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Discussing Divorce With Children

One of the hardest parts of any divorce is navigating the situation around children. You want your children to be okay and they will be if you make their stability and happiness a priority. Dealing with divorce as a family begins with breaking the news. You should tell your children about your decision to divorce as soon as you’re sure this is what’s going to happen. They can sense the tension in the home and they’ll feel better when they know what’s going on, and what to expect.

Make it a Family Discussion

If at all possible, breaking the news about divorce is something that you and your spouse should do together. This will show your children that you’re both on the same page and that you’re both going to be there for them. You and your spouse should practice the conversation ahead of time and be prepared to stay calm throughout. Make decisions about living arrangements and family dynamics before sitting down with your children so that you’ll be prepared with a plan that will make them feel secure.

Dispel Blame

It is very common for children to blame themselves for their parent’s divorce, even when parents are clear that it’s not their fault. Parents should be prepared to let their children know that this situation is not their fault and then reiterate this point on a continual basis. Laying blame on one spouse or the other won’t help either. Children shouldn’t have to choose sides, or hear every detail of the contention between parents. Give the simplest, age appropriate reason for the divorce as possible. For young children, something like, “Mommy and Daddy need to live apart, so that we can get along and take better care of you,” is all you need to say. For older children, especially teens, more explanation may be in order, but you should still try to keep it as streamlined as possible, without laying blame.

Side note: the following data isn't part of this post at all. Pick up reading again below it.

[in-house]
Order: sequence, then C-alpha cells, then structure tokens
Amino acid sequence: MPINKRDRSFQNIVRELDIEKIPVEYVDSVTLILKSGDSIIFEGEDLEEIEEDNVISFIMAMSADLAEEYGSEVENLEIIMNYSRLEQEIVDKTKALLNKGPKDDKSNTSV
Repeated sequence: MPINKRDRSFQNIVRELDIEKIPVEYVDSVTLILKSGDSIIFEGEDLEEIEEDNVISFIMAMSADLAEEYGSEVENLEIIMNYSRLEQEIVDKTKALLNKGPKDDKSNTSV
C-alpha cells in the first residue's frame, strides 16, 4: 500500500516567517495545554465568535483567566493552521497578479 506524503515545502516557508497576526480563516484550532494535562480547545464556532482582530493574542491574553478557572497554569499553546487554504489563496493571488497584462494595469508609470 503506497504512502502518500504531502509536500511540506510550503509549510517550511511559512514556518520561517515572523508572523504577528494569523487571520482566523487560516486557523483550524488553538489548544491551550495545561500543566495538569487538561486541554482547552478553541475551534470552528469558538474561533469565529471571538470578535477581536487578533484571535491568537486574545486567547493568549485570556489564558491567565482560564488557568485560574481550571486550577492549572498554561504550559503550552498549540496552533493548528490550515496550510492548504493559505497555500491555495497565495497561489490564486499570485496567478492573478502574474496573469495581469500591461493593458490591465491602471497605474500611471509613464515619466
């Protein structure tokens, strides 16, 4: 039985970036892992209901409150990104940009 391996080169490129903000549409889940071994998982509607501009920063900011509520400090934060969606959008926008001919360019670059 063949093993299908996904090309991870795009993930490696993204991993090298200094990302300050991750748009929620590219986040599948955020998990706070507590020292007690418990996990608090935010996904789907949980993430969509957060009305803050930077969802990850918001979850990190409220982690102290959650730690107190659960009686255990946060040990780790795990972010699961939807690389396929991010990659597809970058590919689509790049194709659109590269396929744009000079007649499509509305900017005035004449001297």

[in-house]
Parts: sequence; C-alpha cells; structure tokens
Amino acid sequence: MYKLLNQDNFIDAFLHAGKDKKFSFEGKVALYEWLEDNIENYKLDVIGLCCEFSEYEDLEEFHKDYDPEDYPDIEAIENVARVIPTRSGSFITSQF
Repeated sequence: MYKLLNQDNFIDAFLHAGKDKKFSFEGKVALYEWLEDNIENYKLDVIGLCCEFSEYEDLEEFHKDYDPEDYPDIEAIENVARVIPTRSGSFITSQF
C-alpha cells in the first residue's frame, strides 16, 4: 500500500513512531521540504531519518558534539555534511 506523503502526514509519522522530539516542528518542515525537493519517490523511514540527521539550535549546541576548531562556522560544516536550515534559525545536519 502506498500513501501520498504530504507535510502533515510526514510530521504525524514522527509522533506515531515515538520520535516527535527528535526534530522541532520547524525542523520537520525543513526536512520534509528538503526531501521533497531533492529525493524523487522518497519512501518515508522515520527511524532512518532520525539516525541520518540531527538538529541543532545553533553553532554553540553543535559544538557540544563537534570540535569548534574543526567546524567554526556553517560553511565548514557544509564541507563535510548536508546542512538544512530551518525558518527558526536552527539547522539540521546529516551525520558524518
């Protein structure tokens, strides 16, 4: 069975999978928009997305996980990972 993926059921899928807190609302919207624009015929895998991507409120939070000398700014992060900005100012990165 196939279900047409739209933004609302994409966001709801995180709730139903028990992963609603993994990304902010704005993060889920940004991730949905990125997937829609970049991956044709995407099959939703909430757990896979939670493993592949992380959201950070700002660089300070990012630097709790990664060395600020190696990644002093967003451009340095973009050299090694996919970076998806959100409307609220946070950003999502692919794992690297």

Be Prepared for Questions

Your children are going to have questions about your divorce, and you need to be prepared to answer them. Being open and honest and providing them with the information they’re seeking will give them a sense of control and security. Some of the questions that children commonly ask include:

  • Where will I live?
  • Where will you live?
  • Where will I go for holidays?
  • Do I have to switch schools?
  • How will my schedule change?
  • Can I still (insert activity)? This will include questions about spending time with friends, playing sports, etc.
  • When will I get to see you? (Have a plan for your child to spend plenty of time with each parent.)

By answering these questions and then being consistent with your child care plans, your children will come to see that their new family dynamic is still one of love and security.